Bruiser (2001)
Directed by George Romero

Starring Jason Flemyng Leslie Hope Nina Garbiras Peter Stormare

In 2001, everyone was hoping and praying that George Romero would direct the movie of the videogame “Resident Evil.” Instead he was bumped from that project and opted to direct this, a pretty decent direct-to-video film that’s more than a little reminiscent to “Monkey Shines” and “The Dark Half.”

Flemyng plays a whimpy magazine executive whose arrogant boss is screwing his wife. One night, after going to party where a plaster mask is made from his face, he’s confronted by his wife who informs him she’s sick of being married to a whimp. She takes off, pushing him to the edge of sanity.

He wakes up without a face, looking like someone with a plastic mask, but one that is literally grafted to his face. He then goes on a killing spree, offing his wife; a friend who bilked him out of a fortune; and anyone else that pisses him off. Flemyng is a charismatic actor and carries the role well -- but in the end Romero crafted a story that doesn’t add up to very much, and all the good acting in the world isn’t going to save it.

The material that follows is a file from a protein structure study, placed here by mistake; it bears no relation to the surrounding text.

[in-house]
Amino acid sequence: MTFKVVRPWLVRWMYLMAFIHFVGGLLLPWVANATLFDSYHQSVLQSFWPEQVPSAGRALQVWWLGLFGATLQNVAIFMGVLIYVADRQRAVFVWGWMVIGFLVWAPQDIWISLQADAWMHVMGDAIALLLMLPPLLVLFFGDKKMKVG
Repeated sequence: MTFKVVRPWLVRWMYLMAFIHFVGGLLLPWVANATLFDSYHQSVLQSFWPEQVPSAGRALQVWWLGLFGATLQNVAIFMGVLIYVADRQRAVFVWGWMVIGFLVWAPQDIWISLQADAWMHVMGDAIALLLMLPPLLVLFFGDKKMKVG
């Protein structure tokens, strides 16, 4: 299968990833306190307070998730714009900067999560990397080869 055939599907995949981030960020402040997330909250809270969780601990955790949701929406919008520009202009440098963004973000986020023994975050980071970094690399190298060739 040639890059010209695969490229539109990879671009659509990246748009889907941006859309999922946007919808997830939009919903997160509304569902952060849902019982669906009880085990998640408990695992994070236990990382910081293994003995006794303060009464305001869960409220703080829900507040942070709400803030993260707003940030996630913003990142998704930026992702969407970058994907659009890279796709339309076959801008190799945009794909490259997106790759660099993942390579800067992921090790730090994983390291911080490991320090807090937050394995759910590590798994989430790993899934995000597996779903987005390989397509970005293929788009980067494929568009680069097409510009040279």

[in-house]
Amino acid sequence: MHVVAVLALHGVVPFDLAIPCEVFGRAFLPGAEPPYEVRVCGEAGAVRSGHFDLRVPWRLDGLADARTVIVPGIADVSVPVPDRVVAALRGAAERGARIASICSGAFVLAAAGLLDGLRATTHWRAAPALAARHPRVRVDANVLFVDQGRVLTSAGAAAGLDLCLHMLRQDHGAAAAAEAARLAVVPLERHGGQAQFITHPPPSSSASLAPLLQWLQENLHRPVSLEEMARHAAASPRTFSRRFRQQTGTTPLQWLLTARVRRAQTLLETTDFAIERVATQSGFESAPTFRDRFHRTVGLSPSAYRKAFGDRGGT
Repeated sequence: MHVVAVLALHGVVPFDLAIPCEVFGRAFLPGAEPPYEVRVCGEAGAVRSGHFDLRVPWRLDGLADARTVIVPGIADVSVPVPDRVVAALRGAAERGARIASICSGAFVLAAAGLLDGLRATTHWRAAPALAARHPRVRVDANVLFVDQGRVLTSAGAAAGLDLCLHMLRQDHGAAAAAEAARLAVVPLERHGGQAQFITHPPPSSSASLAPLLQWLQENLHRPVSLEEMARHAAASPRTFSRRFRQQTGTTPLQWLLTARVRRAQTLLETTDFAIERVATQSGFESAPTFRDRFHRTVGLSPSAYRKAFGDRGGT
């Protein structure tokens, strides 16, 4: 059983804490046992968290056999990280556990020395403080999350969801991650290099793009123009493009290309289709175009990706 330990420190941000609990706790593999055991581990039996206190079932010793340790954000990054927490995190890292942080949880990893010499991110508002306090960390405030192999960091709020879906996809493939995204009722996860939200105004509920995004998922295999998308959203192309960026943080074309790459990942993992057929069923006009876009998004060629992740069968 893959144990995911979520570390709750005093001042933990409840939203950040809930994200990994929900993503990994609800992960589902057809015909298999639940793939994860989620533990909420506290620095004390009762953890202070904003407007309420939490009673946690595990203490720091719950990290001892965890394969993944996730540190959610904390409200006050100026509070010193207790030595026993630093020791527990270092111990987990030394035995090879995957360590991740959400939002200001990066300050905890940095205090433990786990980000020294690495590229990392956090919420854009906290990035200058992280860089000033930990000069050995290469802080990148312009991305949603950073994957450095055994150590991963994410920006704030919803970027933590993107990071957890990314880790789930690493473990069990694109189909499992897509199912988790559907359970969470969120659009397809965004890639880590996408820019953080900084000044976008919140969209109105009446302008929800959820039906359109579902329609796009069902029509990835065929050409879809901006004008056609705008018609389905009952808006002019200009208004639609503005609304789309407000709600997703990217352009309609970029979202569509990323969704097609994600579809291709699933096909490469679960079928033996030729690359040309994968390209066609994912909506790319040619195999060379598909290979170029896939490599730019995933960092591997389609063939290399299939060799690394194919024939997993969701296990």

Romero has been enamored with making movies about the dark hateful side of ordinary men: “Dark Half” and “Monkey Shines” both tackled to the subject, but with much greater success than this. In the end, Flemyng’s character isn’t a very sympathetic one because he’s willfully killing people. In both “Dark Half” and “Monkey Shines,” the protagonist’s hatreds are leading to deaths, but they’re not consciously going out and killing people.

Again, “Bruiser” isn’t a bad film. It’s decent, worth catching if you like Romero. But it’s not as good as “Dark Half.” It also boasts precious little in the special effects department. But it does have Tom Atkins -- star of Carpenter’s “The Fog,” “Halloween III” and other fear films -- as a cop. Here’s hoping that Romero teams up with Tom Savini sometime soon and gives the people what they really want: zombies.

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-- Review by Lucius Gore

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